I am sure that you have all heard the news of the tragic death of Broward Sheriff’s Office Deputy Ryan Seguin, age 23, and a three-year BSO veteran assigned to the Weston District. Deputy Seguin was outside his vehicle in the westbound lanes of I-595 when he was killed. Dep. Seguin was on a traffic stop when a passing car struck him, killing him on impact. The car that struck the deputy stopped and remained on scene.
This tragic death reminds us all of the dangers of being a law enforcement officer – especially while doing our job on a roadway in South Florida.
Drivers on Florida highways are required to move over or slow down when approaching an emergency vehicle that is stopped. Florida's “Move Over Act, designed to protect law enforcement and other emergency workers, was passed during the 2002 session of the Florida Legislature.
On interstate or other highways with multiple lanes of travel in the same direction, vehicles approaching an authorized emergency or law enforcement vehicle parked on a roadway with emergency lights activated are required to vacate the lane closest to the emergency vehicle as soon as it is safe to do so (unless otherwise directed by a law enforcement officer).
On two-lane roadways, drivers are required to slow to a speed that is 20 miles per hour less than the posted speed limit when the posted speed limit is 25 miles per hour or greater, or travel at 5 miles per hour when the posted speed limit is 20 miles per hour or less.
During the five-year period of 1996-2000, motorists in Florida crashed into working law enforcement vehicles that were stopped/parked along Florida roadways 1,793 times, resulting in five deaths and 419 injuries. Those are amazing statistics. Please remember to “move over” and always drive carefully and safely. As always, the Tamarac District will be monitoring the roadways and will enforce all traffic laws. Always drive with care and obey all traffic laws. We want you to arrive at your destination safely.
Broward Sheriff Ken Jenne recognized the contributions of deputies, civilian personnel, BSO departments and private citizens at the agency’s annual awards ceremonies at the Broward Center for the Performing Arts in Fort Lauderdale. Honored as the Department of Law Enforcement “Deputy of the Year” was Tamarac’s own Deputy Joshua Stambaugh. Deputy Stambaugh’s beat is in the business centers along State Road #7 and W. Commercial Blvd. Deputy Stambaugh is also a specially trained “Crisis Intervention Team Deputy, specially trained to address people in emotional crisis. One specific incident was an anonymous caller that was threatening to kill himself by jumping in front of an oncoming train.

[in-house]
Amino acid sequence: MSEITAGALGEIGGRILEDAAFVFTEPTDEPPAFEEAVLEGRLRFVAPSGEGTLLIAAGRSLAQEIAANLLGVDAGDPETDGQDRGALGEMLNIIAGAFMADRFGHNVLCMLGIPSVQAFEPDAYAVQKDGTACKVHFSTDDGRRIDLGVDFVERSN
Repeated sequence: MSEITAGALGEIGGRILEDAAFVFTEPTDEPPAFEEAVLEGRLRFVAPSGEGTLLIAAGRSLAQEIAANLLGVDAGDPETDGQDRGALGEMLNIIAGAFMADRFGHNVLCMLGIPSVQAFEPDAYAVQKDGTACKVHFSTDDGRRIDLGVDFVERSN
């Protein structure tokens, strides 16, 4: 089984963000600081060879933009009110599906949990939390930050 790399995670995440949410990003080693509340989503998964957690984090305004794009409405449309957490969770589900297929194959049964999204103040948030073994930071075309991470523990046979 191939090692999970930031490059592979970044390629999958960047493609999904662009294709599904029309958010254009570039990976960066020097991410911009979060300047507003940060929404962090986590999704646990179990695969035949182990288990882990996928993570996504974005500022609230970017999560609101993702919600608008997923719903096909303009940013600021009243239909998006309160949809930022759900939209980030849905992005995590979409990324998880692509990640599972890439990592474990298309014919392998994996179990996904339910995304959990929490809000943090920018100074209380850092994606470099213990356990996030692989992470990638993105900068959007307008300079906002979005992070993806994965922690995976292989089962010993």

With limited information, Deputy Stambaugh successfully established a bond of trust with the troubled citizen. The deputy’s diligent efforts were successful when the man agreed to get off the railroad tracks, and meet him at Don Carter’s Lanes in Tamarac where he was taken into protective custody under the Baker Act and admitted into a local mental health facility. Congratulations Deputy Stambaugh.
Remember to report any suspicious activity to BSO or to Crime Stoppers at (954) 493-TIPS. A reward of up to $15,000 is offered for information leading to an arrest.
I would like to congratulate BSO’s Tamarac District Employee of the Month, Deputy Ralph Schambeck. Deputy Schambeck, while responding to an armed robbery call, instinctively checked one of the major escape routes and affected a traffic stop of the vehicle involved. The three suspects were apprehended without incident and taken off the streets of Tamarac. The stolen property was returned to the victim. Congratulations to Deputy Schambeck for a job well done!
Have a safe and healthy month.